Human cohesion and coordination at increasing scales, say global institutions for example, provide both good and bad actors with increasingly powerful platforms. It’s parallel to the increasing risk of godlike technology without godlike wisdom.
IMO the best framework for managing such risks is found in the fields of “continuous improvement” and quality control, using some variation of the “OODA Loop”. And the downside of large scale coordination is best addressed with the principle of subsidiarity.
James Lovelock (originator of the Gaia Hypothesis) suggested that people who want to survive climate change should form self-sufficient communities above the Arctic circle. This not only addresses moving in the direction of shifting habitable zones but also getting out of the way of the clash of Titans continuing at lower latitudes.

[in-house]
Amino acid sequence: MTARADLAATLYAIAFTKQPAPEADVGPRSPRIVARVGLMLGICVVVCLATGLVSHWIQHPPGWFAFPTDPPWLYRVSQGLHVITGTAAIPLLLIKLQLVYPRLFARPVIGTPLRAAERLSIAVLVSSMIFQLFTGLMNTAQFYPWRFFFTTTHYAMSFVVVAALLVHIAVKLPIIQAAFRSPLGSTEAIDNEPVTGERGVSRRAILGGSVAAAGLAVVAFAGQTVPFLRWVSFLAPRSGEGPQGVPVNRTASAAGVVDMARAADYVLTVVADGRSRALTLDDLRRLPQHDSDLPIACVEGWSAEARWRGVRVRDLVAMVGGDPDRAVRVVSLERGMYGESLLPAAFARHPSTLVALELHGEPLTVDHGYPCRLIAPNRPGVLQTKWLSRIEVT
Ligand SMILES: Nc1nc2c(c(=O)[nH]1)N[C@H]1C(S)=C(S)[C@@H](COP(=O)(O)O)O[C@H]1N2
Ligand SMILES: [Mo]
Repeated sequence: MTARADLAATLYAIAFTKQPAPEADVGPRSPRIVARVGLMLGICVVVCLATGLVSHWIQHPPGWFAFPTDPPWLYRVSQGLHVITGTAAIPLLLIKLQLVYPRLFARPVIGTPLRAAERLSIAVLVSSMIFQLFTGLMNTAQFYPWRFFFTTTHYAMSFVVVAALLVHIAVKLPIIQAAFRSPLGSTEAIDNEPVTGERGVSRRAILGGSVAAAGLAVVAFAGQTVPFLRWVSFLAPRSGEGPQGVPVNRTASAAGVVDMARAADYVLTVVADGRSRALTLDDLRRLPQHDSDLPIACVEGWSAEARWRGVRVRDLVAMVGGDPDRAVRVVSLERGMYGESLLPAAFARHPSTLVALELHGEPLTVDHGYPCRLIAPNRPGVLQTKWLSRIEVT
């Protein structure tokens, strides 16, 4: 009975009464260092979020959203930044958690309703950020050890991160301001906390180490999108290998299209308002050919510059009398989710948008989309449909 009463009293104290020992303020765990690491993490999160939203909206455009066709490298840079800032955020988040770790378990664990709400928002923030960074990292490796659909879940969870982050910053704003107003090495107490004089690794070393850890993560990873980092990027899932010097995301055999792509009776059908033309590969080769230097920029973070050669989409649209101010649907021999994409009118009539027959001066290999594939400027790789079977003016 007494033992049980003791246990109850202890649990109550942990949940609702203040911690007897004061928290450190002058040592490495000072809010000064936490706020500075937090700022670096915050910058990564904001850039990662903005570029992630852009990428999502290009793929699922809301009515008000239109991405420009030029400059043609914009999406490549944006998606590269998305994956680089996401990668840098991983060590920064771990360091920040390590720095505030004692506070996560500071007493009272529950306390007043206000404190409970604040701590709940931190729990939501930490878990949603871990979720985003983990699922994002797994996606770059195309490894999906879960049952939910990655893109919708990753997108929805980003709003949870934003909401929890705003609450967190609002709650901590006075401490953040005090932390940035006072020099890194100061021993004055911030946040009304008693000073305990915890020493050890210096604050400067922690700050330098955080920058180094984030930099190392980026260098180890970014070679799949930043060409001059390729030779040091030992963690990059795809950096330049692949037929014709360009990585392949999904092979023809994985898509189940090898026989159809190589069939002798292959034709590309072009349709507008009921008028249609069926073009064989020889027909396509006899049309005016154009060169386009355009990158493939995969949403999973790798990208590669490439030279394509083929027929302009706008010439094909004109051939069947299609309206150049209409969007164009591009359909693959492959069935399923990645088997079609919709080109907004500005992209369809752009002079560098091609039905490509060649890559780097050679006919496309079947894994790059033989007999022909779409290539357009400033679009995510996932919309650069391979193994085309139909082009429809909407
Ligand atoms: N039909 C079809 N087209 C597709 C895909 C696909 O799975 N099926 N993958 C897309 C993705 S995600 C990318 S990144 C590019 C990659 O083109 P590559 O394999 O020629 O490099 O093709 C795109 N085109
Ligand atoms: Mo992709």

However, I agree with the premise of Octavia Butler’s “Parable” novels, that all such “life raft” communities will eventually be overrun by regressive forces whether internal or external.
The solution to the Fermi Paradox may be that intelligent life is self terminating. Like organisms, civilizations have life cycles. One civilization dies but is survived by others until at some point a planet climaxes in a single global civilization. That planetary civilization too will die but perhaps not before it sends it’s seeds into space. Those seeds may land among the ruins of other dead civilizations.